pon-, posit-, pos-, -poning, -poned, -ponency, -ponent, -ponement, -pound
(Latin: to place, to put, to set; placement, positioning)
The clerk told Grace how much postage (stamps or labels) she would need in order to mail her packages.2. Etymology: from Middle French poste, "place where one is stationed" also, "station for post horses" referring to riders and horses posted at intervals along a route to speed mail delivery in relays, from Italian posto, "post, station"; from Vulgar Latin postum, from Latin positum, past participle of ponere, "to place, to put".
Sam still likes to keep more postage stamps for his extensive collection.
The postal service is dedicated to ensuring that all mail is delivered to their proper addresses.
More posters showing various political candidates are being placed throughout the district.
The posters were attached to many of the lamp posts in the city.
Tim and Jack put up a lot of posters that were advertising the new circus that was coming to town the following month.
One day, Brenda and Cindy saw the postilion in his colorful uniform with brass buttons as he was riding one of the mounts and guiding all of the equines (horses) that were hauling the coach.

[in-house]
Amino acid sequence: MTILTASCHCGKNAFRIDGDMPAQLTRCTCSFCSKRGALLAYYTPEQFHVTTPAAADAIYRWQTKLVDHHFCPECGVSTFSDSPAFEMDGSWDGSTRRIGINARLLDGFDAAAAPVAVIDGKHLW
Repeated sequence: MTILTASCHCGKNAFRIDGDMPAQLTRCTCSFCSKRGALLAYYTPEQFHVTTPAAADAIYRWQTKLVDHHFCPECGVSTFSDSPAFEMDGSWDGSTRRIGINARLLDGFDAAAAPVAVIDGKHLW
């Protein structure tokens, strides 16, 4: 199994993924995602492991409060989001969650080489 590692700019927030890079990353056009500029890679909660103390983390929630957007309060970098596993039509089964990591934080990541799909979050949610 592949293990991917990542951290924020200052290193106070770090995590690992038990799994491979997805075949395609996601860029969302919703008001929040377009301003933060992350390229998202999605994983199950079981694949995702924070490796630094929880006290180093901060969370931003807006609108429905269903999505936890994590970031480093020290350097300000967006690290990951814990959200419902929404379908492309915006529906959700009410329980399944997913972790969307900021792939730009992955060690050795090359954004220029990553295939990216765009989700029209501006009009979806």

2. The person responsible for the maintenance of a website and for being the contact point for information and complaints: Brad and his wife Alice were the postmasters for several websites and responded to incoming mail promptly.
3. A computer e-mail program that distributes, forwards, and receives electronic mail: The computer had an efficient program to function as the postmaster of the electronic messages and services it was providing.
Repairs of the electrical-power lines that were damaged by the big snowstorm have been postponed for days because of the severe weather conditions.
Mr. Jenkins, the supermarket's owner, is postponing the grand opening of the store until the following Saturday.
Because of the heavy rain, the baseball game was postponed until Tuesday.2. Etymology: from Latin postponere, "to put after, to neglect" from post "after" + ponere, "to put, to place".
Christopher told his children, and grandchildren, that there would be no further postponements of his birthday party.
Postponers are procrastinators who delay doing work, chores, homework, or assignments until some other time; if at all.
Some people, including Jack and Jill, need to be reminded to maintain good postures and not slouch in their seats while working on their computers.2. The mental attitude that a person has about a subject or the thought that an individual assumes: Grace's posture on the idea of climate change was well-known.
3. A particular way of dealing with or considering something: The company representatives adopted a more militant posture in the wage negotiations with the unions.
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2. The process of arranging or positioning one's body: The model postured herself as she was directed by the artist.
3. To take or to assume an unusual attitude: The professor was posturing on the notion of free speech in order to challenge her students.
4. To behave in a way which is intended to impress or to mislead other people: Adam usually postures his anger by pretending to be content with what is going on at work even when it upsets him.